The politically connected financier and registered sex offender apparently killed himself in jail, the Bureau of Prisons said on Aug 10. (Video: The Washington Post)

Nearly a year after the arrest and fishy jailhouse suicide of wealthy serial sex abuser Epstein, his longtime friend and alleged procurer Maxwell has followed him into the hoosegow. Her arrest is a welcome sign that federal prosecutors in New York are serious about their promise to pursue this scandal beyond Epstein’s death. The public still knows far too little about the sources of Epstein’s jet-owning, mansion-hopping wealth; about his relationships with powerful men, including President Trump, former president Bill Clinton, Britain’s Prince Andrew, Harvard professor Alan Dershowitz, and billionaire Leslie Wexner; and about the nature of alleged photographs and possible video recordings seized from the safe in his Upper East Side townhouse.

Maxwell likely knows as much about these matters as anyone living. However, after a lifetime of keeping up appearances on behalf of shady men, whether she’ll become a cooperating witness is very much an open question.

Still, those dates in the indictment suggest that there is vivid testimony to be had about a lesser-known period in this sordid saga. They cover the years before 2008, when Epstein’s Palm Beach sex-trafficking scheme resulted in his conviction for soliciting prostitution involving a minor — the gentle wrist-slap that Florida prosecutors settled on after a massive intervention by Epstein’s high-priced team of legal stars. Girls recruited girls, who recruited other girls in turn to “massage” a creepy guy in a mansion.

Each new circle of recruitment added a little distance between Maxwell and her friend’s insatiable, felonious perversion. The indictment returns to the beginning — before she allegedly assembled the hierarchy — when all the coaxing and misleading and hands-on instruction of vulnerable children, according to prosecutors, fell to Maxwell herself.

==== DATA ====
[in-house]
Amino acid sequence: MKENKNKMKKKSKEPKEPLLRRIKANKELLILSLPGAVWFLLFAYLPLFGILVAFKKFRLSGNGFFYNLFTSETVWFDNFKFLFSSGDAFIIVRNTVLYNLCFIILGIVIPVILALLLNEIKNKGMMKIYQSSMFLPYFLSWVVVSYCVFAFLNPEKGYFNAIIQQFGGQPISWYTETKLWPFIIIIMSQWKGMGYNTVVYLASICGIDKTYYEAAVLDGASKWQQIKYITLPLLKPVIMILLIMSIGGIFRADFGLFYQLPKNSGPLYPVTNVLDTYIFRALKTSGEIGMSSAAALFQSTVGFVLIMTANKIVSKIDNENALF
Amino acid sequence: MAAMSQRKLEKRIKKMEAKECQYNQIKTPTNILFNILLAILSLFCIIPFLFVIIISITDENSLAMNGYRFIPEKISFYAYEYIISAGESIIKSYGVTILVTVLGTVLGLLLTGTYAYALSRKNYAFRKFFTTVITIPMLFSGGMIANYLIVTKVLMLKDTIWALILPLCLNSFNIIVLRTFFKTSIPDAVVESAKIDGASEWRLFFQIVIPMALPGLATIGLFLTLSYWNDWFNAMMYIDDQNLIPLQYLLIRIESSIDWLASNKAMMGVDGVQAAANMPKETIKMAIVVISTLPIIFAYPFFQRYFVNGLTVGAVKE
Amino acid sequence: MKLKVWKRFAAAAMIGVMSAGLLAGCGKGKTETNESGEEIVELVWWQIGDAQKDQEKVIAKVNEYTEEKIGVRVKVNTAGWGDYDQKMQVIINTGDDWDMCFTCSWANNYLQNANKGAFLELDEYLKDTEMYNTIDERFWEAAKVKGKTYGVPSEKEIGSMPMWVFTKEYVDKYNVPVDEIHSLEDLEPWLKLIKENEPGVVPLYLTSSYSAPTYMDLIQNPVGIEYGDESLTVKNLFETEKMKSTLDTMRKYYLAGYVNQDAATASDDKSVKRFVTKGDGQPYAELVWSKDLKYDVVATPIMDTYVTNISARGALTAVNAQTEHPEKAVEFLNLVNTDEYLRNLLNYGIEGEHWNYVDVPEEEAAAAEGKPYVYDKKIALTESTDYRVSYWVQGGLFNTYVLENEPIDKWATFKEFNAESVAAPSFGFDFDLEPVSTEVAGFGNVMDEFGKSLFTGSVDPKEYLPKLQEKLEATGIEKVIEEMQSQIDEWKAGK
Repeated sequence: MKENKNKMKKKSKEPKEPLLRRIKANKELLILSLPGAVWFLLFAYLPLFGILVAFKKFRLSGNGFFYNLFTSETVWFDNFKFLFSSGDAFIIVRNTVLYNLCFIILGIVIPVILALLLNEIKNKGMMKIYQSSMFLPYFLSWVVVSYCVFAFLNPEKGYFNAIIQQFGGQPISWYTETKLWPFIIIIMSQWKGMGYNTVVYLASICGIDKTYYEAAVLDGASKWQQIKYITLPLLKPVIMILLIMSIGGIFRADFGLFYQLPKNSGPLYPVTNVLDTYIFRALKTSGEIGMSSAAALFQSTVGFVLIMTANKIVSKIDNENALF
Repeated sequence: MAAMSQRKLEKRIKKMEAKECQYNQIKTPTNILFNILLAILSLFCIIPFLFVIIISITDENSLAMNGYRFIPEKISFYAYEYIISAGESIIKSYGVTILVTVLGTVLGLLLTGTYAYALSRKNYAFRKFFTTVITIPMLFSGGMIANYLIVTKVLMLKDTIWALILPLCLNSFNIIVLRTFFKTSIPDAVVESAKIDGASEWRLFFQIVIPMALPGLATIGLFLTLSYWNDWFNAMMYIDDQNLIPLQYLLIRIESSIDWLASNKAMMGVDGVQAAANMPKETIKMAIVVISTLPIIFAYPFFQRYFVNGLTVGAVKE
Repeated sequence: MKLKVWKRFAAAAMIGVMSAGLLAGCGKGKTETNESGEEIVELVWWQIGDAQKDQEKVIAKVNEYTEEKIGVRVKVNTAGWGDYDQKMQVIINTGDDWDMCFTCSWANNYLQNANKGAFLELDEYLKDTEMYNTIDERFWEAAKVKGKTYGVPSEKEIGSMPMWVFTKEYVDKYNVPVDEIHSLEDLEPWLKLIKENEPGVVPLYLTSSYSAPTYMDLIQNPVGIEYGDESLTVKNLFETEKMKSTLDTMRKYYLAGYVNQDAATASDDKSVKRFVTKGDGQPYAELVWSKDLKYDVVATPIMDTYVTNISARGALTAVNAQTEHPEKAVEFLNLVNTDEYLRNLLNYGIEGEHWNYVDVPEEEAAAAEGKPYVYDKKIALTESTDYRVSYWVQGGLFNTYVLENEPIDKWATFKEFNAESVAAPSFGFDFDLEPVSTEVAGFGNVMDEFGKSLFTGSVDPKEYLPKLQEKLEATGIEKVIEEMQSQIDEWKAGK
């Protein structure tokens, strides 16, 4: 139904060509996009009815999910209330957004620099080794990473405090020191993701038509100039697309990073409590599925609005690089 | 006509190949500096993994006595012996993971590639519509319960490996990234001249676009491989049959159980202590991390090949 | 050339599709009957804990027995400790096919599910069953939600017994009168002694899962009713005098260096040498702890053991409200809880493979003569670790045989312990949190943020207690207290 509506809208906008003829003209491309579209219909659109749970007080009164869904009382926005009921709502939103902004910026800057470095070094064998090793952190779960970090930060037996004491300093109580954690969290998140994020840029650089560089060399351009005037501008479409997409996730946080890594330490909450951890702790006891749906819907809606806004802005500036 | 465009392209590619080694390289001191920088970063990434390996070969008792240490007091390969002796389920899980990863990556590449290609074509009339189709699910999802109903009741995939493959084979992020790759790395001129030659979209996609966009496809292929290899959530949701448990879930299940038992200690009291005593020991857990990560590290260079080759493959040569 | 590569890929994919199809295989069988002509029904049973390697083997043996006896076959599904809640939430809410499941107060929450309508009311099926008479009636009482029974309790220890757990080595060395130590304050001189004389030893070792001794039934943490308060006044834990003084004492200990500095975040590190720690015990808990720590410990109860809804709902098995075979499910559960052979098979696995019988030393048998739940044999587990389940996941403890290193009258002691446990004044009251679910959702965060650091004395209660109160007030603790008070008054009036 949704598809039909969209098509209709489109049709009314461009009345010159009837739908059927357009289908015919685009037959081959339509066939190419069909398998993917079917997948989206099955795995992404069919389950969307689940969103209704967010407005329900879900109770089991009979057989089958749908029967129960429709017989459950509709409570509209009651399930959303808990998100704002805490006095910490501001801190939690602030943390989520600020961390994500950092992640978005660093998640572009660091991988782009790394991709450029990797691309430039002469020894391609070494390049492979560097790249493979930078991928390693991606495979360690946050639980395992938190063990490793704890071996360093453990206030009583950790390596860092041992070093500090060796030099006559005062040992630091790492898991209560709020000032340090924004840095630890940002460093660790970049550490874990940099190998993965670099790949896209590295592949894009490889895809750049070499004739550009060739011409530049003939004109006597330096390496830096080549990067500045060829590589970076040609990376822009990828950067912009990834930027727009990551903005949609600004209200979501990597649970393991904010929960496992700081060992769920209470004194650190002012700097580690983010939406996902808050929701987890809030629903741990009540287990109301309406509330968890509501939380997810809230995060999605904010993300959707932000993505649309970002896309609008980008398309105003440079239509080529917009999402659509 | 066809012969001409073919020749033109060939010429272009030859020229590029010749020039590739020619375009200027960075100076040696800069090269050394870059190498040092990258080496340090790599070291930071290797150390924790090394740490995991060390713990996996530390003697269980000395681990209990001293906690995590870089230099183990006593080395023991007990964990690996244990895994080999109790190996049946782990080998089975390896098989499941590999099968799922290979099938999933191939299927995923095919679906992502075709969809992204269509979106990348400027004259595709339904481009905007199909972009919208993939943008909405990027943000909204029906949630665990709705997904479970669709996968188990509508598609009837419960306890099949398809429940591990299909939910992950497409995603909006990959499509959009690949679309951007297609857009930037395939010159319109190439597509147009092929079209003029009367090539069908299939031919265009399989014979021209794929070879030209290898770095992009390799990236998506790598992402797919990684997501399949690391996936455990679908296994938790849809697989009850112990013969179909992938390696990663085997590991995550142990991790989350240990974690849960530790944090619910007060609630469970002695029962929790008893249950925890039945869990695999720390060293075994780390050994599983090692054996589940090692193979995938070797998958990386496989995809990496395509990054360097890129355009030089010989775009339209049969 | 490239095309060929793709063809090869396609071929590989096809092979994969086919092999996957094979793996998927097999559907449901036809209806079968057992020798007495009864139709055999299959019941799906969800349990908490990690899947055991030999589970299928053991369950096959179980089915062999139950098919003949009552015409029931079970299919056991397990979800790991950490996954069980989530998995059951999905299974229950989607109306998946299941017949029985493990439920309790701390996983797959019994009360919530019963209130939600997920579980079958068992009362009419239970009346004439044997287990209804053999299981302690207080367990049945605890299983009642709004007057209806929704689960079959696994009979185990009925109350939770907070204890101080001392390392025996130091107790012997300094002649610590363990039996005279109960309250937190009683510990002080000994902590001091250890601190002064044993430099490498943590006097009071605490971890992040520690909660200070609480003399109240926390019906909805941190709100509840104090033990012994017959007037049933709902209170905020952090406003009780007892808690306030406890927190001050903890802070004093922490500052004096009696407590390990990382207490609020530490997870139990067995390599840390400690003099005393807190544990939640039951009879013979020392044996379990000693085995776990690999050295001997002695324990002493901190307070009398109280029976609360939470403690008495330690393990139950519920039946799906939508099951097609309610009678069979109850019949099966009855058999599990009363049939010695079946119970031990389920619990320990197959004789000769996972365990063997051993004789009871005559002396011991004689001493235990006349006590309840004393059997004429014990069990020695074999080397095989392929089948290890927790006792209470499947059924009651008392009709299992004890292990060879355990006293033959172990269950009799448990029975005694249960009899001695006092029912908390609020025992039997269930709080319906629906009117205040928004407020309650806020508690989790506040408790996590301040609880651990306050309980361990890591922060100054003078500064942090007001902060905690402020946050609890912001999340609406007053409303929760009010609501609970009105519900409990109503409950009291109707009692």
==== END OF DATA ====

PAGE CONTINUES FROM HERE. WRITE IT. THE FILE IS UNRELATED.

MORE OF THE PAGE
Ghislaine Maxwell is no slacker in the mystery department. Perhaps instead of inheriting wealth from her father, she inherited his gift for shifting identities in the struggle to survive. She tried “Epstein’s girlfriend,” according to people who knew the pair in the 1990s. At some point, however, he must have broken the news to her that he wasn’t into grown-ups. So, the indictment suggests, she adopted a more indispensable persona: his networker.

Now, as men in his cabal watch nervously, another identity beckons: betrayer of Epstein’s secrets.

Read more from David Von Drehle’s archive.

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Read a letter in response to this piece: Bring to justice Jeffrey Epstein’s network

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The Post’s View: Prosecutors should thoroughly investigate Jeffrey Epstein and his collaborators

David Von Drehle: The Jeffrey Epstein saga is far from over. Investigators must keep squeezing.

Alyssa Rosenberg: We need to know the truth about Jeffrey Epstein and his friends. All of it.